On Saturday morning, the outlook from the NWS looks as above. We remain on the edge of the “slight risk” area for severe weather. The second image below is the probability of tornadoes and we are near the 2% line. Look, the bottom line hasn’t changed much. There is some concern due to a few of the dynamic indicators….the wind patterns…show some hint of potential to support severe storms. Most, however are marginal. So, we look toward energy supplied by heat and the fact that this event will be overnight, available heat energy is not what it might be on a summer night and certainly not what it would be while the sun is up. But, it will be a relatively warm night. So, while the possibility is enough for us to keep our eyes opened, the probability is not sufficient for you to catch a flight for Tahiti….though that sounds like fun. Just enjoy the games tonight and I will be here monitoring the situation. I promise I will try to limit interruptions and our crawl should not interfere with your viewing. Its still a good idea to review with your family the procedures in your home should a tornado show up some time. John Wooden often said that failure to prepare was preparing for failure. Its an old adage but its true. And failure if a big ole twister plopped down in your yard could mean more than just a bad grade.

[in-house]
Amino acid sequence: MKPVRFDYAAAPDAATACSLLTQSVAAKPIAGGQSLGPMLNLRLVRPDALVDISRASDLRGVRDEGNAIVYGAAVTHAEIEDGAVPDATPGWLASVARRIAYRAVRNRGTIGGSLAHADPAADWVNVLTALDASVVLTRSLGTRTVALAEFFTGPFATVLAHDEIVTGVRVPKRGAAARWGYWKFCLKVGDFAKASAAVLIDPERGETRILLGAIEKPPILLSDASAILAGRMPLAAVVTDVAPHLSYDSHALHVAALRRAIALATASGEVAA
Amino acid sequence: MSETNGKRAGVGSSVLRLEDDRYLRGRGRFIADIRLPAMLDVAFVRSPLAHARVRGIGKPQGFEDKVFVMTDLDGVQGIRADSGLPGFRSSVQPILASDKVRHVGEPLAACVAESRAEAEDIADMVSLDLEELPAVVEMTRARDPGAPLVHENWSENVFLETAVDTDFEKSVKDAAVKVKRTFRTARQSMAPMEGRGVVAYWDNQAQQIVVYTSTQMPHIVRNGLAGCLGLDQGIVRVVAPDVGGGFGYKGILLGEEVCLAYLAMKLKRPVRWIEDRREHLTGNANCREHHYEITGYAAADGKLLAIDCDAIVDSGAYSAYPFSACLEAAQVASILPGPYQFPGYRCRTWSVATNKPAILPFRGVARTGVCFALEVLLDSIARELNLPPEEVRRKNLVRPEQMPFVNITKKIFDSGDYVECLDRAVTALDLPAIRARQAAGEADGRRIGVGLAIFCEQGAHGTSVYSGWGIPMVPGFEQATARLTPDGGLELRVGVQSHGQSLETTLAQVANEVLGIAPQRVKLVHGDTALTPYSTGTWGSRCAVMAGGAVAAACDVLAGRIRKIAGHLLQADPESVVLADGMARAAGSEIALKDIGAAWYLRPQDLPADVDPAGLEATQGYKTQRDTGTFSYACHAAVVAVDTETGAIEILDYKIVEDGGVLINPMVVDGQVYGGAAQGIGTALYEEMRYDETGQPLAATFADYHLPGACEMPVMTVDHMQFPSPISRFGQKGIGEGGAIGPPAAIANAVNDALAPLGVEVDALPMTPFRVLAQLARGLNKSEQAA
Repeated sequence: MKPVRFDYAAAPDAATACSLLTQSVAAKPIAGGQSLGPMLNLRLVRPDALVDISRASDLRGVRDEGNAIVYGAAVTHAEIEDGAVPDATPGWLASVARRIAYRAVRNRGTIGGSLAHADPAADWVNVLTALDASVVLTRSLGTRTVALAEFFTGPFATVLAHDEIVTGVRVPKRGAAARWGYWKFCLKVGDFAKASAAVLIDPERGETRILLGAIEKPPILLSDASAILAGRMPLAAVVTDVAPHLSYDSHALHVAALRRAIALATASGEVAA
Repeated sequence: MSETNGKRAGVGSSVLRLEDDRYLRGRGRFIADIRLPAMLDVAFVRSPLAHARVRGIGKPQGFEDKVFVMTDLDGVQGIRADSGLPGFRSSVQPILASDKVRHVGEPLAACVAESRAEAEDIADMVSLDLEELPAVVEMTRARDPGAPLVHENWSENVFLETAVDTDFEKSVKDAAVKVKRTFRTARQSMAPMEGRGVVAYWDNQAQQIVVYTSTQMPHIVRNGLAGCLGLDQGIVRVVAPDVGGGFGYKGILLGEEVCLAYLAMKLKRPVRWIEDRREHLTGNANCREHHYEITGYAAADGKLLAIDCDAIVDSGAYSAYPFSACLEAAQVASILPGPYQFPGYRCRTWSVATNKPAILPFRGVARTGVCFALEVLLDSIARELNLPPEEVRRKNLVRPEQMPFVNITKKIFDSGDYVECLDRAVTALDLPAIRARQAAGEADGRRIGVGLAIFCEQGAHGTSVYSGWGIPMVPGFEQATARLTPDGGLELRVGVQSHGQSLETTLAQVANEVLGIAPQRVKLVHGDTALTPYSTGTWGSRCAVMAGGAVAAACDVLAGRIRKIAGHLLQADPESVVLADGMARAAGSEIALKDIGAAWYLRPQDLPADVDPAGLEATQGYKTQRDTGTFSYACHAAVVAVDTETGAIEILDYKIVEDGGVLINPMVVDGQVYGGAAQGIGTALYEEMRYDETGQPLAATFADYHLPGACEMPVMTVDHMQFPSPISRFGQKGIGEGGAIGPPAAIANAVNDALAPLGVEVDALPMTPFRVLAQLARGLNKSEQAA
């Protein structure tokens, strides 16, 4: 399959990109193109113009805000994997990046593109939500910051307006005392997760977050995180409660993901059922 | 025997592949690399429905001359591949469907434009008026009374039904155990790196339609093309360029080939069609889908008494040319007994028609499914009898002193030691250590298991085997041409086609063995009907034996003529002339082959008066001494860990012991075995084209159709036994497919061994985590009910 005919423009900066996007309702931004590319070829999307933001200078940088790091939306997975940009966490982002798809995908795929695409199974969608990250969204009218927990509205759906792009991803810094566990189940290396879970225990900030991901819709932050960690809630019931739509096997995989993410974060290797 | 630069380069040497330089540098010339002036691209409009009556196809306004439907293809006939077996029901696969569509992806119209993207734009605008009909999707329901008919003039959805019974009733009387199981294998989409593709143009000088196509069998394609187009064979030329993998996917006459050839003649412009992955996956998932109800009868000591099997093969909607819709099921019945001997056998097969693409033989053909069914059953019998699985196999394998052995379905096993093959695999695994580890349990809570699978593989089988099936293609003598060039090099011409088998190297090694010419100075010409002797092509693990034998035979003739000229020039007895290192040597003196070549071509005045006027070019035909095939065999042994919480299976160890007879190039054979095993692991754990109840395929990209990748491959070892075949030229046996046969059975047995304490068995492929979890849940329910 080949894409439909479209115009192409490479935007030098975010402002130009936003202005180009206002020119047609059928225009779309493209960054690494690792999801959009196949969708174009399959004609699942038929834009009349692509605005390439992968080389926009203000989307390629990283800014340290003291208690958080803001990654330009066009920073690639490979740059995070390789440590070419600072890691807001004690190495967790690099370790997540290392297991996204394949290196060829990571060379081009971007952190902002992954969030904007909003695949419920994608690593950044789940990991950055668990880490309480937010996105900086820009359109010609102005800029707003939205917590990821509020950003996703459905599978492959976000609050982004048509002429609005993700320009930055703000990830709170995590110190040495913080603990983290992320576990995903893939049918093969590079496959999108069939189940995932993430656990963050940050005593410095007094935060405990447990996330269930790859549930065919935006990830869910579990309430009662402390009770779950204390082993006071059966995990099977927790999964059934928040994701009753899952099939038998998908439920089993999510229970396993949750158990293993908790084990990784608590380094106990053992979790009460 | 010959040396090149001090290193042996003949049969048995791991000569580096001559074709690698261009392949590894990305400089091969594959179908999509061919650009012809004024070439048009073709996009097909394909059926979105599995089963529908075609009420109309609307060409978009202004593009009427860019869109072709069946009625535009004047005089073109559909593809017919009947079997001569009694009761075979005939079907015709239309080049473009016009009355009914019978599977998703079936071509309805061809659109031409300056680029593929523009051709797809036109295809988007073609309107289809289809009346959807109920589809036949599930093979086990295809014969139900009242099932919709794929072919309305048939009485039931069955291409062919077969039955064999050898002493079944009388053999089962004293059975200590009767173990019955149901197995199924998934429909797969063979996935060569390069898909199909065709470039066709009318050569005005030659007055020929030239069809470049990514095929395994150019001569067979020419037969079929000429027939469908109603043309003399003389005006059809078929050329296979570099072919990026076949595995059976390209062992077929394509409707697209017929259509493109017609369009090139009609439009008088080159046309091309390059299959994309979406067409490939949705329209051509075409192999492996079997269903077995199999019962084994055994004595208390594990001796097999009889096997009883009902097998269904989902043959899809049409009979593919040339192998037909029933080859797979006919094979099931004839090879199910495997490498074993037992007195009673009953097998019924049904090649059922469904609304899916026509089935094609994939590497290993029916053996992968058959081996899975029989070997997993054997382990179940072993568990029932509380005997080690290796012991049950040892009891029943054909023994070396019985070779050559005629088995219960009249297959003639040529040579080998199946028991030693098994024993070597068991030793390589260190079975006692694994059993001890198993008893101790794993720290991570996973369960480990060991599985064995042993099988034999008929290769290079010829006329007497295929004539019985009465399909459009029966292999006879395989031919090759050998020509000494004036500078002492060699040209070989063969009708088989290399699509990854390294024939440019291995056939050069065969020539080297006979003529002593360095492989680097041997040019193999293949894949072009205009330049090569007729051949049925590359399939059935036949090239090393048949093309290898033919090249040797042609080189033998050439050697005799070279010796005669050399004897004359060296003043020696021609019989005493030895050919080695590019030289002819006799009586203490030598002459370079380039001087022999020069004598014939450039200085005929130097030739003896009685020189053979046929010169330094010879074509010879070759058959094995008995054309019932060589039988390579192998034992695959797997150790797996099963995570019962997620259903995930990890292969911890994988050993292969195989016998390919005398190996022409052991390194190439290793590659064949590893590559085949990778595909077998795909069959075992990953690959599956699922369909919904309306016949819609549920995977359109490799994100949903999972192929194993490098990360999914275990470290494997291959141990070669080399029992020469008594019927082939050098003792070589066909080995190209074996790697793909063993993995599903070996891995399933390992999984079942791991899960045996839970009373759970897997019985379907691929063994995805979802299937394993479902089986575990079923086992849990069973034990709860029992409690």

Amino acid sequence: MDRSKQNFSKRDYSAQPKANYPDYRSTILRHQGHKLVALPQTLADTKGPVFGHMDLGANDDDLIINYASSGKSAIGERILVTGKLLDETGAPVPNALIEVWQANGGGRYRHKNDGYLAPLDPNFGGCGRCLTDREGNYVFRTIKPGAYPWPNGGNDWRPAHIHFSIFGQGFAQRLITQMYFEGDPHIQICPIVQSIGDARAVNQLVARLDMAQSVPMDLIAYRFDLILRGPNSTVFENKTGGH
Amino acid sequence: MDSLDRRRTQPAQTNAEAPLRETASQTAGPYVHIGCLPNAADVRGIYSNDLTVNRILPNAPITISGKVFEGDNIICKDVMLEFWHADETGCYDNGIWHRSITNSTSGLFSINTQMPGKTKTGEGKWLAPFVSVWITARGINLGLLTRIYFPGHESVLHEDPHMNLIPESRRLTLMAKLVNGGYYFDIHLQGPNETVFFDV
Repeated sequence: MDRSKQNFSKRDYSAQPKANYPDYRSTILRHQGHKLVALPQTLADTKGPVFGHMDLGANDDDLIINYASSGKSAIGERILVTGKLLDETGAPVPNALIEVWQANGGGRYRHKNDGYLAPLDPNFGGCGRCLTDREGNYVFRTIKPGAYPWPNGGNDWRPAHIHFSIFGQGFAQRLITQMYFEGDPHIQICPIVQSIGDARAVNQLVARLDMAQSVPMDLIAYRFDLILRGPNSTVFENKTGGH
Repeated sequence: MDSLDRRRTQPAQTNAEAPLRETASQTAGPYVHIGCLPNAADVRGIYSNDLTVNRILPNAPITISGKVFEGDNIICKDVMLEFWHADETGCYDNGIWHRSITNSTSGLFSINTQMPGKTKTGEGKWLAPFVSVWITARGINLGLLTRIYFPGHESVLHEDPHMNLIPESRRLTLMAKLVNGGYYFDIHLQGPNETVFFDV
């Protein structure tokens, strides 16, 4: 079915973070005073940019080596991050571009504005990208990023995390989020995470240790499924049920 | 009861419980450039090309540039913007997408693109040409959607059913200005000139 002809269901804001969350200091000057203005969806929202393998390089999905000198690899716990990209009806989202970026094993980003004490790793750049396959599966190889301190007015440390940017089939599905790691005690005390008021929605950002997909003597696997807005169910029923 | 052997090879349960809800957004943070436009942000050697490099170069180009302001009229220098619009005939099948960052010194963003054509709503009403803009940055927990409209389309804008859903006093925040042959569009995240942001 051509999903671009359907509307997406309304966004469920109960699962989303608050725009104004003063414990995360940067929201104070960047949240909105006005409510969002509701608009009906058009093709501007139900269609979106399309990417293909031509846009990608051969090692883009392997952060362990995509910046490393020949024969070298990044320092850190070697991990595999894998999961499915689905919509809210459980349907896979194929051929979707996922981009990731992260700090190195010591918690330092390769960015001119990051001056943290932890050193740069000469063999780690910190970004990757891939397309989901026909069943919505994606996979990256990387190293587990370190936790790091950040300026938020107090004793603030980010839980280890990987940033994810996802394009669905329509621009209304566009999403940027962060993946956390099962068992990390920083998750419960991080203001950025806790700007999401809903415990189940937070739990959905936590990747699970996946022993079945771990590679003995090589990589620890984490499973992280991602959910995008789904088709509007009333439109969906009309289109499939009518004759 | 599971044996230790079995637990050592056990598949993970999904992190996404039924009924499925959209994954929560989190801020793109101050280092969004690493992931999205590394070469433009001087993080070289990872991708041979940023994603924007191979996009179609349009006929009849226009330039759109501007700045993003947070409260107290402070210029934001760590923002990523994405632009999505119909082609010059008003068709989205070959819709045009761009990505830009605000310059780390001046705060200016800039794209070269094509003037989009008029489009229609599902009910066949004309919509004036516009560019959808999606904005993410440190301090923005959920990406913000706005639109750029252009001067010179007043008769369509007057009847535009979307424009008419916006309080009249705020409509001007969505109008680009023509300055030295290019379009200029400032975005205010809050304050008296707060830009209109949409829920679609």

This Date in History On this date in 1973, the Mississippi River at St. Louis finally crested after 77 days of flooding. No type-o there….77 days. It was still many more weeks before it went below flood stage. There were numerous causes. First off, there was a whole bunch of rain in the fall in the Mississippi sink…or the area that drains into the Mississippi. The area is huge, encompassing much of the Central and Northern plains and parts of the Midwest. So, there is a whole bunch of water. That winter it got very very cold. If I recall correctly, I remember news reports of the Big Muddy being frozen from St. Louis northward which caused a big problem for the commodities transported up and down the river. The ice jam broke and so all of this ice and water from the fall all moved at once. Between Baton Rouge, LA and Natchez MS there is a place called Simmesport, LA. at that point, the Mississippi breaks off, with part of the water going down the Atchafalaya River. The Atchafalaya is said to be a former channel for the Mississippi. At Simmesport, they have a dam and flood control project designed to prevent the Mississippi from going back its old way. In 1973, it tried to do just that. By law, the flood control boys can only release a maximum of 30% of the flow into the Atchafalaya but the river is not bound my man’s laws. The flood control project could have possibly used the Heavy Hitter in defense because the river was relentless. I was told by an Geologist in Natchez that the Corps of Engineers at Simmesport had dumptrucks dumping huge boulders into crevaces around the structure for 24/7 during a particularly tough week. He said they came very very close to losing the entire dam and that its not a matter of if the river takes its course, but when. Had they lost that structure, the Mississippi River would now be flowing between Lafayette, LA and Baton Rouge and the ports of New Orleans and Baton Rouge w0uld be largely ghost towns as the might river would have left them high and dry. Again, if I recall, that 1972/73 winter was toward the end of a series of very very cold winters across the nation and the evening news and the papers were filled with stories about how we were heading back toward an ice age. Amazing how 30 years can change the headlines.